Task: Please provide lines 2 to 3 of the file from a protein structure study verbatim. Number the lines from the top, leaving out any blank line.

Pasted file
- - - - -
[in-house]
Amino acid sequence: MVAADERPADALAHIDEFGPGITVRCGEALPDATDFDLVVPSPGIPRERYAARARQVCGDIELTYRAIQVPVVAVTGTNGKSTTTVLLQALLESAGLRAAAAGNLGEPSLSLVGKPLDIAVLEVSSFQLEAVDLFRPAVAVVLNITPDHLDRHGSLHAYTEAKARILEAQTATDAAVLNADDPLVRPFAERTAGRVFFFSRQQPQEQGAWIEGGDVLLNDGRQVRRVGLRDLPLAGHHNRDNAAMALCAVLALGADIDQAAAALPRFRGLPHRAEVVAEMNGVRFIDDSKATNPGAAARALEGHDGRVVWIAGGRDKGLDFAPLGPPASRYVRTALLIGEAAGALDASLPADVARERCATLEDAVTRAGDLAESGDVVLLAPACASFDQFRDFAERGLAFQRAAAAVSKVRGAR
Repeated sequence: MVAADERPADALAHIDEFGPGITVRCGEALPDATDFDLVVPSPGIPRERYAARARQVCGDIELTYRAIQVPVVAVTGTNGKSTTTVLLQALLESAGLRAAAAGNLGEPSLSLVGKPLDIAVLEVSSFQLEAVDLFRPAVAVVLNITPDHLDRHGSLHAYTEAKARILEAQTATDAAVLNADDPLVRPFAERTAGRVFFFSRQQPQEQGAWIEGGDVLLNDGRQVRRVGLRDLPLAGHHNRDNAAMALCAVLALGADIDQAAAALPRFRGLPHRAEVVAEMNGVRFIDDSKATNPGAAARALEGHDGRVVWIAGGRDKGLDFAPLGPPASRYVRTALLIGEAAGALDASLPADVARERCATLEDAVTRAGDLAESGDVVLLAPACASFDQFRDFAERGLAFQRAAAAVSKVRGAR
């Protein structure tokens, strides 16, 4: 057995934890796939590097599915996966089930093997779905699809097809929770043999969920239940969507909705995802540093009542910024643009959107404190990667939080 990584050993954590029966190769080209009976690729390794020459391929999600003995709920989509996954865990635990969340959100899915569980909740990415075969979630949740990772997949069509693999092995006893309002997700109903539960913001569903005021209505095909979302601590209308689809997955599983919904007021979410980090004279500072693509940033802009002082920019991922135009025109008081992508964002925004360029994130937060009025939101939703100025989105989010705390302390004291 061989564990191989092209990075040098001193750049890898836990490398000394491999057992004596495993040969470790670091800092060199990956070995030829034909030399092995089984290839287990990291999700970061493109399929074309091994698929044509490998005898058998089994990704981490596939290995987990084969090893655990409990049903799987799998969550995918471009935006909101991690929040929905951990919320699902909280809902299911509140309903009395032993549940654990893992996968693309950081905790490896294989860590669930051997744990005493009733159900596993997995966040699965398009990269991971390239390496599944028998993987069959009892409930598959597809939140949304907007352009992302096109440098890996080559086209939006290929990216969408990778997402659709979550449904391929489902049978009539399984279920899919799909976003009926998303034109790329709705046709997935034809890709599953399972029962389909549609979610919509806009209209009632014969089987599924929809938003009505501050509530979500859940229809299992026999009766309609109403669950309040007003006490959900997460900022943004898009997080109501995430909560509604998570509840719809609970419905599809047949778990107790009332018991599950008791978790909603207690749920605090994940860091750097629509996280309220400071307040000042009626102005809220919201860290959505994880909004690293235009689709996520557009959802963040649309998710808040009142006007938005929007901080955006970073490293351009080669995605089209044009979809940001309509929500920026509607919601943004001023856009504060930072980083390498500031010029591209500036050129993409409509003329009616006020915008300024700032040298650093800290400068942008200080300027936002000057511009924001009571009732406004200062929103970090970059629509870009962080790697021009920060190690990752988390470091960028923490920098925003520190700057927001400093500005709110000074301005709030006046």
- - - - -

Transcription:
Amino acid sequence: MVAADERPADALAHIDEFGPGITVRCGEALPDATDFDLVVPSPGIPRERYAARARQVCGDIELTYRAIQVPVVAVTGTNGKSTTTVLLQALLESAGLRAAAAGNLGEPSLSLVGKPLDIAVLEVSSFQLEAVDLFRPAVAVVLNITPDHLDRHGSLHAYTEAKARILEAQTATDAAVLNADDPLVRPFAERTAGRVFFFSRQQPQEQGAWIEGGDVLLNDGRQVRRVGLRDLPLAGHHNRDNAAMALCAVLALGADIDQAAAALPRFRGLPHRAEVVAEMNGVRFIDDSKATNPGAAARALEGHDGRVVWIAGGRDKGLDFAPLGPPASRYVRTALLIGEAAGALDASLPADVARERCATLEDAVTRAGDLAESGDVVLLAPACASFDQFRDFAERGLAFQRAAAAVSKVRGAR
Repeated sequence: MVAADERPADALAHIDEFGPGITVRCGEALPDATDFDLVVPSPGIPRERYAARARQVCGDIELTYRAIQVPVVAVTGTNGKSTTTVLLQALLESAGLRAAAAGNLGEPSLSLVGKPLDIAVLEVSSFQLEAVDLFRPAVAVVLNITPDHLDRHGSLHAYTEAKARILEAQTATDAAVLNADDPLVRPFAERTAGRVFFFSRQQPQEQGAWIEGGDVLLNDGRQVRRVGLRDLPLAGHHNRDNAAMALCAVLALGADIDQAAAALPRFRGLPHRAEVVAEMNGVRFIDDSKATNPGAAARALEGHDGRVVWIAGGRDKGLDFAPLGPPASRYVRTALLIGEAAGALDASLPADVARERCATLEDAVTRAGDLAESGDVVLLAPACASFDQFRDFAERGLAFQRAAAAVSKVRGAR